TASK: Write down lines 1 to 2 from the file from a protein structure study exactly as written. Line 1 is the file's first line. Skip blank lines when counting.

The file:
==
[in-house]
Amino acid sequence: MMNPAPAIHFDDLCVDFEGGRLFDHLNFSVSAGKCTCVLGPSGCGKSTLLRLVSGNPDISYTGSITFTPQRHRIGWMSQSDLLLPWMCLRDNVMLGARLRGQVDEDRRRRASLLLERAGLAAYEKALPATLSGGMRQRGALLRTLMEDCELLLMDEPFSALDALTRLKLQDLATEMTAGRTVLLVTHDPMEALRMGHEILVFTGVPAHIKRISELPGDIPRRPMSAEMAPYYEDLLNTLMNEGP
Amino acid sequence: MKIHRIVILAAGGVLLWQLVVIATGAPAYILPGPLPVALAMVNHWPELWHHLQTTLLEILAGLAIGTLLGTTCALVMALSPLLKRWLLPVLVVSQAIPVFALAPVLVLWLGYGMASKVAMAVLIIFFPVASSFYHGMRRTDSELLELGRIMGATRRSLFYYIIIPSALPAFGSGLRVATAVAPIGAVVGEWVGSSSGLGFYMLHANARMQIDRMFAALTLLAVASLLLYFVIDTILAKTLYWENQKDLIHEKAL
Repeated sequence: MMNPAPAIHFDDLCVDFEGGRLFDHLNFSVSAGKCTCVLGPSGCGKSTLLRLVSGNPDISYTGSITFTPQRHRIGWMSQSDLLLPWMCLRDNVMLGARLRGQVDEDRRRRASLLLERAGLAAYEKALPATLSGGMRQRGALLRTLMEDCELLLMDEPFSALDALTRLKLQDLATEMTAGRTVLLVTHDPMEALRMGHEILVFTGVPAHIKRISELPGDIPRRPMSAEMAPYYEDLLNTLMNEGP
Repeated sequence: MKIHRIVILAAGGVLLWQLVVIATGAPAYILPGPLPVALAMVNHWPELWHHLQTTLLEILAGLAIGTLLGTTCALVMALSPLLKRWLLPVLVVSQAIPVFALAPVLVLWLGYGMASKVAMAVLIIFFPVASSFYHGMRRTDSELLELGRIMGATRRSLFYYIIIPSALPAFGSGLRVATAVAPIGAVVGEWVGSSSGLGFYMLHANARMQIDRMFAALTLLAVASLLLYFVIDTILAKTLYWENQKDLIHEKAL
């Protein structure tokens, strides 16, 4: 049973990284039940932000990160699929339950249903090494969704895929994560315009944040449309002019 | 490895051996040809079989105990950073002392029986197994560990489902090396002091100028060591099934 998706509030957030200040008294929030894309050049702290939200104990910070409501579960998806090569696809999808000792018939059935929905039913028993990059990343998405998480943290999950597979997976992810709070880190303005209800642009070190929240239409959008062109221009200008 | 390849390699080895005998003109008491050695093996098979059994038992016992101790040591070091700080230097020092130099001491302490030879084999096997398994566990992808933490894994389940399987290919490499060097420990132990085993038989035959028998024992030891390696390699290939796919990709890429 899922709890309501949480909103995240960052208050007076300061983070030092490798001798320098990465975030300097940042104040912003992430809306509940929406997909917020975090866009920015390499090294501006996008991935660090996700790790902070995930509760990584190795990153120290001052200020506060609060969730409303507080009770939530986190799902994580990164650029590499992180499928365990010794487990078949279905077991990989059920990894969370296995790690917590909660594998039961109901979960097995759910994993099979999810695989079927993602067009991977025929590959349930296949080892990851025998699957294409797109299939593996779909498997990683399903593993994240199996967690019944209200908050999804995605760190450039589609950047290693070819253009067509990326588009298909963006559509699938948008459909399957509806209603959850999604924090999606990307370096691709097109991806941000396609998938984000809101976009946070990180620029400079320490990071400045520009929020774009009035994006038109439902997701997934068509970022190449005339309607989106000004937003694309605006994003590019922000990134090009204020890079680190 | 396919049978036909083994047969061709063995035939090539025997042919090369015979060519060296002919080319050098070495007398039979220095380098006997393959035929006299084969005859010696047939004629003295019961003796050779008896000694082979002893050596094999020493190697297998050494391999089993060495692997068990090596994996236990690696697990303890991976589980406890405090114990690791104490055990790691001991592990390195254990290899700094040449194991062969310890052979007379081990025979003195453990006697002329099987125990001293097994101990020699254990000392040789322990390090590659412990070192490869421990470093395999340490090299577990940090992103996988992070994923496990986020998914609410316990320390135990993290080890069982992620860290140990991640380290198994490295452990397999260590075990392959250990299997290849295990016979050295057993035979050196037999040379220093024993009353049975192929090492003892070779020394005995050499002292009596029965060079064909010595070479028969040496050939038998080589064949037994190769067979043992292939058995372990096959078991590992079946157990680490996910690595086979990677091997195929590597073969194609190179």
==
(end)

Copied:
[in-house]
Amino acid sequence: MMNPAPAIHFDDLCVDFEGGRLFDHLNFSVSAGKCTCVLGPSGCGKSTLLRLVSGNPDISYTGSITFTPQRHRIGWMSQSDLLLPWMCLRDNVMLGARLRGQVDEDRRRRASLLLERAGLAAYEKALPATLSGGMRQRGALLRTLMEDCELLLMDEPFSALDALTRLKLQDLATEMTAGRTVLLVTHDPMEALRMGHEILVFTGVPAHIKRISELPGDIPRRPMSAEMAPYYEDLLNTLMNEGP